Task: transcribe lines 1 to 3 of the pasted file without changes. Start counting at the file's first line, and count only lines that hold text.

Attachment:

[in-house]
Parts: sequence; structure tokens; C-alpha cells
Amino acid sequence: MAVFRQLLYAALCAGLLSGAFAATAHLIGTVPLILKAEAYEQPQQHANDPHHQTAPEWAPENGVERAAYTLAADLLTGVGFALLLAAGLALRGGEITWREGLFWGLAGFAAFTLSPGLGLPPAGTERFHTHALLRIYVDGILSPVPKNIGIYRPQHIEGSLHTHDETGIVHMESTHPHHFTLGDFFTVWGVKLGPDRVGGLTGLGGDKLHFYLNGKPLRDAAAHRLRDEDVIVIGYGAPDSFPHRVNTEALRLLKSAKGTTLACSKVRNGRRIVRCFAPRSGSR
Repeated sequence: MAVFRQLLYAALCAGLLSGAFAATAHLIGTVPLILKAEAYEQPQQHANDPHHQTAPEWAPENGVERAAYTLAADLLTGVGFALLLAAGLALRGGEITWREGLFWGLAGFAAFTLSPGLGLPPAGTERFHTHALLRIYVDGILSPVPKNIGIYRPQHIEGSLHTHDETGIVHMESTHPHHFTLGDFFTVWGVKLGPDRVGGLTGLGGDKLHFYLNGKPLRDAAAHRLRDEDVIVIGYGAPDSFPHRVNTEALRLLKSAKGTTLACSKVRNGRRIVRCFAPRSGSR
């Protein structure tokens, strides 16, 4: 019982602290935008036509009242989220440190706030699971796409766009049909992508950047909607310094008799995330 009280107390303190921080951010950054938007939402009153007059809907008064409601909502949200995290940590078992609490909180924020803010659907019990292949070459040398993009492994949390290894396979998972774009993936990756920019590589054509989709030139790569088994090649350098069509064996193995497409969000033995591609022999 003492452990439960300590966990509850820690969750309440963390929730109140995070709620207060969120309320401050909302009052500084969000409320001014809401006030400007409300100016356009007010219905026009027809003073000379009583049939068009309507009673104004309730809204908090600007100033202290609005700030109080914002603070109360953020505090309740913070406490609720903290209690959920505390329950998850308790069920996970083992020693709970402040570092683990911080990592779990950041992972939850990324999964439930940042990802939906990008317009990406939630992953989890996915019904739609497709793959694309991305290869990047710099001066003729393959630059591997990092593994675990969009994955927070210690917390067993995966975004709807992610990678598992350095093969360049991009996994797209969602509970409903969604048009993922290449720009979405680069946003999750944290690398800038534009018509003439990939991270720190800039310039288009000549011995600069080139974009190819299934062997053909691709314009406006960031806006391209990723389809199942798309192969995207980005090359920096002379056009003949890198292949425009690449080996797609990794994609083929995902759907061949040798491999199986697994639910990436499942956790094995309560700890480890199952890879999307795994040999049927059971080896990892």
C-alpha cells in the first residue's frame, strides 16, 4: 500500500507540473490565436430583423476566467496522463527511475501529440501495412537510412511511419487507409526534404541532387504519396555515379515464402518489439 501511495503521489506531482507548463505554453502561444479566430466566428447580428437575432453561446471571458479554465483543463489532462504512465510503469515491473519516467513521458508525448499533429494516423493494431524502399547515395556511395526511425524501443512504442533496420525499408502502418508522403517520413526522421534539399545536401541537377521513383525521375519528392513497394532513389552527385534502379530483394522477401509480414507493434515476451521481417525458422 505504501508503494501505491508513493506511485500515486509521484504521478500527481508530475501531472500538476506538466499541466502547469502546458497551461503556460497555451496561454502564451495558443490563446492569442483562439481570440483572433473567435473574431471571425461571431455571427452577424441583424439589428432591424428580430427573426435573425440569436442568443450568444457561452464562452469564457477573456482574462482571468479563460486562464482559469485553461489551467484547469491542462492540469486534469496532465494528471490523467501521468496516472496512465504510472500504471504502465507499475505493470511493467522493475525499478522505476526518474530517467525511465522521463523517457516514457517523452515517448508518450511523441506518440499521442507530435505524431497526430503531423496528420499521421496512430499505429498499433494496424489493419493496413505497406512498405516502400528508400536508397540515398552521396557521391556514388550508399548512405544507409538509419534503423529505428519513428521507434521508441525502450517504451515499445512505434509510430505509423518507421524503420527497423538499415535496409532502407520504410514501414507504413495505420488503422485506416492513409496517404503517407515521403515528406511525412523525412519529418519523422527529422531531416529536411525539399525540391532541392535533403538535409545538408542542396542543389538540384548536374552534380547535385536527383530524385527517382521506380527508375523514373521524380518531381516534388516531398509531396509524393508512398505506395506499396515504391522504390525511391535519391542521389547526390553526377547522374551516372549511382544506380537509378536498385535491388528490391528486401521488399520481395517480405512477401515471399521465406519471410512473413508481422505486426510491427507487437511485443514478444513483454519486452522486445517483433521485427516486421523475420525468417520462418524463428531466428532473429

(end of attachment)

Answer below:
[in-house]
Parts: sequence; structure tokens; C-alpha cells
Amino acid sequence: MAVFRQLLYAALCAGLLSGAFAATAHLIGTVPLILKAEAYEQPQQHANDPHHQTAPEWAPENGVERAAYTLAADLLTGVGFALLLAAGLALRGGEITWREGLFWGLAGFAAFTLSPGLGLPPAGTERFHTHALLRIYVDGILSPVPKNIGIYRPQHIEGSLHTHDETGIVHMESTHPHHFTLGDFFTVWGVKLGPDRVGGLTGLGGDKLHFYLNGKPLRDAAAHRLRDEDVIVIGYGAPDSFPHRVNTEALRLLKSAKGTTLACSKVRNGRRIVRCFAPRSGSR